[Jeri Ellsworth] has put together a couple of videos that cover how she made her own organic light emitting diodes, or OLEDs. In the first video, after the break, it discusses the difference between regular, rigid semiconductor LEDs and organic LEDs. The video then goes on to show how to make an OLED as successive layers of materials. Indium tin oxide (ITO) on glass forms a transparent anode. That is then coated with PEDOT:PSS, a conductive polymer mix that is used as a hole transport layer. Then a red diamond ruthenium complex is added to create the emissive layer. The cathode layer is a low work function metal, initially, gallium indium eutectic alloy then later other metals were shown to work. The second video, shows how to juice a glowstick and make OLEDs with the liquid. The dye in blue glowsticks, 9,10-Diphenylanthracene, is an organic semiconductor and will emit light as an electric current is passed through it. The glow stick method seems to have some problems as the ITO coated glass plate is degraded by the glowstick chemicals. It would be interesting to see if using the porous aluminum or similar technique from [Jeri]‘s flexible electroluminescent displays could be used as an electrode.

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In-button display for your car’s dashboard

OLED display in a dashboard button

Here’s an interesting take on augmenting a car’s dashboard. [Daniel] is using a button blank to house a 1″ OLED display in his Jetta. It shows auxiliary data such as boost pressure and several sets of temperature readings. The display itself has a tiny little circuit board with a PIC 24 to drive it. A larger board, seen above, collects the temperature data from some sensors that [Daniel] added as part of the hack. There are some pictures of the installed display inside of the dark car and it looks really easy to read. It also sounds like there’s some dimming functionality built into the firmware. This is the easiest way we’ve seen to add a display to your dashboard as it just requires you to pop out a button blank, rather than disassembling the entire console or patching into what’s already there.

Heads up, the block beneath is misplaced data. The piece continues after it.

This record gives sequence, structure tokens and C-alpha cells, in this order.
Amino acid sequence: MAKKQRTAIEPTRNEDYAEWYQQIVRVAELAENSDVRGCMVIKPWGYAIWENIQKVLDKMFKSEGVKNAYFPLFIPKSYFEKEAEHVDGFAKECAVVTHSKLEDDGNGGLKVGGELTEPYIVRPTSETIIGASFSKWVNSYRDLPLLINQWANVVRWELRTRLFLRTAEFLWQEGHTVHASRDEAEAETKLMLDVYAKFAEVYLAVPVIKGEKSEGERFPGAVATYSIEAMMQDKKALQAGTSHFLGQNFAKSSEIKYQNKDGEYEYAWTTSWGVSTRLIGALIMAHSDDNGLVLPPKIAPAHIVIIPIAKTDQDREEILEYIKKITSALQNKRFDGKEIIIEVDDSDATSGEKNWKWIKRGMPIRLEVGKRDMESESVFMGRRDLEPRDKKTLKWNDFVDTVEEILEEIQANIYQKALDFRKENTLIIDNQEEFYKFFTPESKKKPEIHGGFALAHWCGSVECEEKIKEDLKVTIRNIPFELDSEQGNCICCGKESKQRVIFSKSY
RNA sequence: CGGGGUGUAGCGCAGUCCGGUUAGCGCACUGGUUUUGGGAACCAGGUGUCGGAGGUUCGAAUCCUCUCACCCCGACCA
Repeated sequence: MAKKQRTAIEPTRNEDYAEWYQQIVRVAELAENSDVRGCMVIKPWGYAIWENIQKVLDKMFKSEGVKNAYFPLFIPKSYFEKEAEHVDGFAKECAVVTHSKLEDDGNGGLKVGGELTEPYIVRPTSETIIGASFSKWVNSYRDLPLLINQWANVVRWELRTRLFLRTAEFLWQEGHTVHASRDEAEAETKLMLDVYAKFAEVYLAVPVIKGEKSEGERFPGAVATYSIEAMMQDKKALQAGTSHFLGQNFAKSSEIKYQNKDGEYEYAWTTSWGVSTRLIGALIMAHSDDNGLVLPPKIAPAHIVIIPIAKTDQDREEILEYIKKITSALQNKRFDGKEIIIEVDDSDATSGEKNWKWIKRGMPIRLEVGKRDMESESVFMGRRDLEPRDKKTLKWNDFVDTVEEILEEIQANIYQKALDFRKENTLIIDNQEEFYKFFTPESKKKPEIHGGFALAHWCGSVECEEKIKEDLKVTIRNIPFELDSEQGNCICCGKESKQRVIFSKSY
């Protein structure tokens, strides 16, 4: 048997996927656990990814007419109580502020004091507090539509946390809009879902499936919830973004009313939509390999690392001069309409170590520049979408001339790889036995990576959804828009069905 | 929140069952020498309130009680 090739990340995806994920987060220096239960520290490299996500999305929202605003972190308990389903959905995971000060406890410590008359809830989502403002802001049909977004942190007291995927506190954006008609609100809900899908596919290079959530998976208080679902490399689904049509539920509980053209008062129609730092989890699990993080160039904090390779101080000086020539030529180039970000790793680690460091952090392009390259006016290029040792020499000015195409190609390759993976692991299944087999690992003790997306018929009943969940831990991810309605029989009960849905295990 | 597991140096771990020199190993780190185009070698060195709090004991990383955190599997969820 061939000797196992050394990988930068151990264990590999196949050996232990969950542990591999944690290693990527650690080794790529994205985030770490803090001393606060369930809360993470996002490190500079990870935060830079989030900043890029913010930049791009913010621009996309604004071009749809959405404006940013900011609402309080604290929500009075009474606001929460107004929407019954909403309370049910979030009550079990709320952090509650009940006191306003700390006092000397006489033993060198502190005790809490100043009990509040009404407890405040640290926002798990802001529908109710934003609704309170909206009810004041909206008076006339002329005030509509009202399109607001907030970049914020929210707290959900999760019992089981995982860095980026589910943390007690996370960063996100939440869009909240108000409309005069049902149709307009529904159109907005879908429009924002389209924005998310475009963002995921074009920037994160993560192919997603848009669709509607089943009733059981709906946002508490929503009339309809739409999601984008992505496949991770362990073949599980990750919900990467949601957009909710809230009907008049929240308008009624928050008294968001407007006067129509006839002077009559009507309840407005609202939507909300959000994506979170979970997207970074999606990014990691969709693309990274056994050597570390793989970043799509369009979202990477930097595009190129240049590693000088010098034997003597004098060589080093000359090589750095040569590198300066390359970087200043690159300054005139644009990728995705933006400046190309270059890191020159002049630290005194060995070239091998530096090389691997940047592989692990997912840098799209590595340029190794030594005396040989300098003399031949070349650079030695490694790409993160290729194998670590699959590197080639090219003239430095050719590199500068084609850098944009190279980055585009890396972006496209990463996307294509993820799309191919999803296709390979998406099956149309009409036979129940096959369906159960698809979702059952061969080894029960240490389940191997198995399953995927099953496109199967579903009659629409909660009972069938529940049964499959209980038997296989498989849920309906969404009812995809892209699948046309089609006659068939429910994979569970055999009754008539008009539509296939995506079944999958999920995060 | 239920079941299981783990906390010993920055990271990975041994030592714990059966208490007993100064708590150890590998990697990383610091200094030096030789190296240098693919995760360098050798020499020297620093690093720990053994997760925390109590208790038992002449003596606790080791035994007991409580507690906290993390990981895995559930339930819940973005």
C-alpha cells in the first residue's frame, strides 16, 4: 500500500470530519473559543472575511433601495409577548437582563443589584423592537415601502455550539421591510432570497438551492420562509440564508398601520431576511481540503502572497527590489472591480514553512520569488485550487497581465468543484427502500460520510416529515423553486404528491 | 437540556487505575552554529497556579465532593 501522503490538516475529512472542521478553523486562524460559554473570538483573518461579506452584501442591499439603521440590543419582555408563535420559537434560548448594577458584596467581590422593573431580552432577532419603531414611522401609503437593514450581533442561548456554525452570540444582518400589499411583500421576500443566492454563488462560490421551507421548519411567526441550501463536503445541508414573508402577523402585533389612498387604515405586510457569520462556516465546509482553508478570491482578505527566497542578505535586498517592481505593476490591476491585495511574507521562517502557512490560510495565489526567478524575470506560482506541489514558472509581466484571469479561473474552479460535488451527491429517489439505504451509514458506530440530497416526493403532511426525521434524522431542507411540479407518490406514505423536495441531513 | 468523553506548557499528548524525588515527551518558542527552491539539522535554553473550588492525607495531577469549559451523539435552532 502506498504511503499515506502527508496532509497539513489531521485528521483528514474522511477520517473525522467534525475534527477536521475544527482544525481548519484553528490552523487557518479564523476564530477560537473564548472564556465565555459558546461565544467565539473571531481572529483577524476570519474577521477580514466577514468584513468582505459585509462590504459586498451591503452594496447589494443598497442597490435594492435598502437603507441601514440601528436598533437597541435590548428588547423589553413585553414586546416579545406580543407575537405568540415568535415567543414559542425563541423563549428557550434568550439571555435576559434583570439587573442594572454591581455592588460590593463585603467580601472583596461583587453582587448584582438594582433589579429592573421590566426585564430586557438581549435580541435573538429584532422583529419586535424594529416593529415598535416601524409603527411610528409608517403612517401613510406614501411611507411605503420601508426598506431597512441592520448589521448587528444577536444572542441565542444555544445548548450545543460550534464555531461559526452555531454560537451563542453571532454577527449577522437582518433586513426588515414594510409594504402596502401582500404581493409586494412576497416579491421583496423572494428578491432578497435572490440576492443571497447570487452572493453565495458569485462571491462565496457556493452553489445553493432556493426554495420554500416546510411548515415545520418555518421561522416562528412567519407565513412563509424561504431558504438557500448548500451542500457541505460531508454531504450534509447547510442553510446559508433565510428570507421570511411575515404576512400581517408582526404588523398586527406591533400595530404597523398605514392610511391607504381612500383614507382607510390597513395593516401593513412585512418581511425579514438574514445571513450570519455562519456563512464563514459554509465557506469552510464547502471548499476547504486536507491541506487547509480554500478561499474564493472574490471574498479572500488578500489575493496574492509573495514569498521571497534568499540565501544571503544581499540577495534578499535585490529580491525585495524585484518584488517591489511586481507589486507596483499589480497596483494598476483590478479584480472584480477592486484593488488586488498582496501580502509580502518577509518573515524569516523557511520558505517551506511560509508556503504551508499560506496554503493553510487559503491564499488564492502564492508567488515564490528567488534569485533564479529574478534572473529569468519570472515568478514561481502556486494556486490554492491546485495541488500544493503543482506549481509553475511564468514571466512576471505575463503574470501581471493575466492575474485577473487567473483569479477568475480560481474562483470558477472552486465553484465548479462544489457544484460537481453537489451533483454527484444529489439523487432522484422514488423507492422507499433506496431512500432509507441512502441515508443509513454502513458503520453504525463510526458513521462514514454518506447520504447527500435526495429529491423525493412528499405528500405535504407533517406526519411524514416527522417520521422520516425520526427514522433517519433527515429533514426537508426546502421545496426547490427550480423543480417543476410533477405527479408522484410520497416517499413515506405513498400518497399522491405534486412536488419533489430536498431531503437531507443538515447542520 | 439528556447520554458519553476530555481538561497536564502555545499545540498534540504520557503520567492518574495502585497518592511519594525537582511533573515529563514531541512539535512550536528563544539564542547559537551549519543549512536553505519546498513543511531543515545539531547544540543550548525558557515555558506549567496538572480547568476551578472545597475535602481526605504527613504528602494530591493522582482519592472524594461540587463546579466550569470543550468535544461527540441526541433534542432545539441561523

Todays Arduino Moment

We have gotten a number of Arduino tips in the last couple days, and we thought we would combine them for your convenience. The first tip we received was for some hints provided by [Bill] on some digitalWrite() alternatives. Similar to some previous research we covered, this tip also includes some tips on how to make the direct register writing a little easier by using #define to simplify things. Obviously this wont be as idiot-proof as digitalWrite() is, but we think you can handle it.

Our second tip is for a set of OLED displays from 4dsystems sold as Arduino Shields. They have a couple of different sizes from .96″ to 1.7″, depending on your needs and budget. There is no official display library for them yet, but 4dsystems have been kind enough to provide a few resources to work from. Hopefully we’ll see a few great applications from this, maybe a much bigger pixel Mario? A much smaller Game of Life? Feel free to send us your projects, or leave your ideas in the comments!

OLED hack saves juice on Nexus One

Want to really stretch the battery life on your phone? If you have an OLED display [Jeff Sharkey] may have the answer. He did some testing with his Nexus One to see if color alterations can save on current. Darker colors draw less amperage and he found that the red pixels are the most efficient. He did a little work with SurfaceFlinger, which handles the display on Android devices to make this easy, but what will you get by going red? He measured that using only the red pixels dropped the current use down to 35% of what the full color display was pulling. This reminds us of those efforts to save energy by running a black background with Google. Whether you use it or not his post is an interesting read.